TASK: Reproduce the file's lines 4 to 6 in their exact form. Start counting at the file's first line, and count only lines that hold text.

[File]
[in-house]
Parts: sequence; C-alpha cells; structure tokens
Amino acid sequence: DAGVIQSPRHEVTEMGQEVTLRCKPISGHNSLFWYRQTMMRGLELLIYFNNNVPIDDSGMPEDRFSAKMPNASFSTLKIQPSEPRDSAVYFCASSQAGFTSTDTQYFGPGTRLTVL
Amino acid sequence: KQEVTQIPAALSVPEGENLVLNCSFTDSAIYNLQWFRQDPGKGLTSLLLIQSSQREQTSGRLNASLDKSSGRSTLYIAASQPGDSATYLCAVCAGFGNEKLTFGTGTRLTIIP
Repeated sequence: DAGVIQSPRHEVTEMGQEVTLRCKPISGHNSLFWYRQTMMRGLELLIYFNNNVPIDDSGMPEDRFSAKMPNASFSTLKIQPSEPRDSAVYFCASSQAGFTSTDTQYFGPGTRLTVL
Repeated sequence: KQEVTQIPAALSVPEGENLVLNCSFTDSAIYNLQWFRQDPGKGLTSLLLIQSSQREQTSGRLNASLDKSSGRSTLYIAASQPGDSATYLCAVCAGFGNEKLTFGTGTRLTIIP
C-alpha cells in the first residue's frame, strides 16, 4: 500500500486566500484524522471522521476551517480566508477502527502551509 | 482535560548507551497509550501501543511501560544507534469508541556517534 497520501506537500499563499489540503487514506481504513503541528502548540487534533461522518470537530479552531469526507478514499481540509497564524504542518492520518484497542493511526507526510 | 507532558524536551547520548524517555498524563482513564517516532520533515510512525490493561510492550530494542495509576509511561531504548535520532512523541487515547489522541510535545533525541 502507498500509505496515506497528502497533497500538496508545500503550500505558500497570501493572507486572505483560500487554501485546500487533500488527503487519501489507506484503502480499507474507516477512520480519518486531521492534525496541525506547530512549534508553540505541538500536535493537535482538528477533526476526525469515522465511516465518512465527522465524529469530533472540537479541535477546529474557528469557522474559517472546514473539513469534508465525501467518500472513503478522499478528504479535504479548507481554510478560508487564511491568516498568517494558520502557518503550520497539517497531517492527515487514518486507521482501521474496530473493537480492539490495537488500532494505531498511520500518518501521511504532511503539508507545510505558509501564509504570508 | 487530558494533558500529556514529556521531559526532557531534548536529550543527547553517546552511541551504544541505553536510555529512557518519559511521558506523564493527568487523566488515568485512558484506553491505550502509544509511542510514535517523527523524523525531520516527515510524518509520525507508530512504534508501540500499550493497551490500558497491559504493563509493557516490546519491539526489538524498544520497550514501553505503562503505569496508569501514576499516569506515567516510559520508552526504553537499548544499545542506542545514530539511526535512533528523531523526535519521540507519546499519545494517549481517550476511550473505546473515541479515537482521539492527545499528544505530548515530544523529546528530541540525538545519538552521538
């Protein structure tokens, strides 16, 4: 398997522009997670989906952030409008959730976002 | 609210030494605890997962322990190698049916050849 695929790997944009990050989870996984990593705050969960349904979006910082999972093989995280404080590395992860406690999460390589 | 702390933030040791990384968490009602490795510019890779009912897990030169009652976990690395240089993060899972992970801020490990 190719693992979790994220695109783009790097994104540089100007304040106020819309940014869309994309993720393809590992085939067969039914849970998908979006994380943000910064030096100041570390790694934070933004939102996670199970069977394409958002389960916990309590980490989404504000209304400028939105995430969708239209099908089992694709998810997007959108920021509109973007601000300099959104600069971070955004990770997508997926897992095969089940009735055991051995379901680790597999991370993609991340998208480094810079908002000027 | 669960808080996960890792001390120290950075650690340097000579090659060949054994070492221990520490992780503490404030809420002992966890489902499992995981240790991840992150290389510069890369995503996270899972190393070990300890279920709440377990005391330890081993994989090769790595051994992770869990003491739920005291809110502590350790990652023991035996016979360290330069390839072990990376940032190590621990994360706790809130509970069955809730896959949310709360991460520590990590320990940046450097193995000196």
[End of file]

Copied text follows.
Amino acid sequence: KQEVTQIPAALSVPEGENLVLNCSFTDSAIYNLQWFRQDPGKGLTSLLLIQSSQREQTSGRLNASLDKSSGRSTLYIAASQPGDSATYLCAVCAGFGNEKLTFGTGTRLTIIP
Repeated sequence: DAGVIQSPRHEVTEMGQEVTLRCKPISGHNSLFWYRQTMMRGLELLIYFNNNVPIDDSGMPEDRFSAKMPNASFSTLKIQPSEPRDSAVYFCASSQAGFTSTDTQYFGPGTRLTVL
Repeated sequence: KQEVTQIPAALSVPEGENLVLNCSFTDSAIYNLQWFRQDPGKGLTSLLLIQSSQREQTSGRLNASLDKSSGRSTLYIAASQPGDSATYLCAVCAGFGNEKLTFGTGTRLTIIP